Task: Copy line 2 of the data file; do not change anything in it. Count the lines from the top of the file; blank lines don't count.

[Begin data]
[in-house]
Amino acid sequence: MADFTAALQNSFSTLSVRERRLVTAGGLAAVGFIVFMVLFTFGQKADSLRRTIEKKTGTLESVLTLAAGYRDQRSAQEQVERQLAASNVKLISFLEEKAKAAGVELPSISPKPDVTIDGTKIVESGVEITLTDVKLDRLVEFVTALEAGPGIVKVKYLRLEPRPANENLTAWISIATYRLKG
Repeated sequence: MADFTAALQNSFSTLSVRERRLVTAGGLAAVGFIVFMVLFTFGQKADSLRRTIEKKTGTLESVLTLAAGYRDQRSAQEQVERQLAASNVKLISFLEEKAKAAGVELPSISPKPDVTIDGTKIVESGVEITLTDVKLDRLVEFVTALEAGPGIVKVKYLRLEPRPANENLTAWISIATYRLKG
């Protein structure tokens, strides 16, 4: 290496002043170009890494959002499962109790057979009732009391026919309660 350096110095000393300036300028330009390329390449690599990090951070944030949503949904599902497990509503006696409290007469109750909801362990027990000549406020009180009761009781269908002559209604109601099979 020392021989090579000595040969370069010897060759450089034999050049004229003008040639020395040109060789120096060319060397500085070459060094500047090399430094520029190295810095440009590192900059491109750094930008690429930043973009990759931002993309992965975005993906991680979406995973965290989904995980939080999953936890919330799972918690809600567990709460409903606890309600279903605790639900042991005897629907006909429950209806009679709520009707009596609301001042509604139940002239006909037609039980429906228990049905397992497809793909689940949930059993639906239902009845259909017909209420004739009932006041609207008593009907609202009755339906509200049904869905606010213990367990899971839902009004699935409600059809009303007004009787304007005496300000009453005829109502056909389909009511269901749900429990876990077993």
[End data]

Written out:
Amino acid sequence: MADFTAALQNSFSTLSVRERRLVTAGGLAAVGFIVFMVLFTFGQKADSLRRTIEKKTGTLESVLTLAAGYRDQRSAQEQVERQLAASNVKLISFLEEKAKAAGVELPSISPKPDVTIDGTKIVESGVEITLTDVKLDRLVEFVTALEAGPGIVKVKYLRLEPRPANENLTAWISIATYRLKG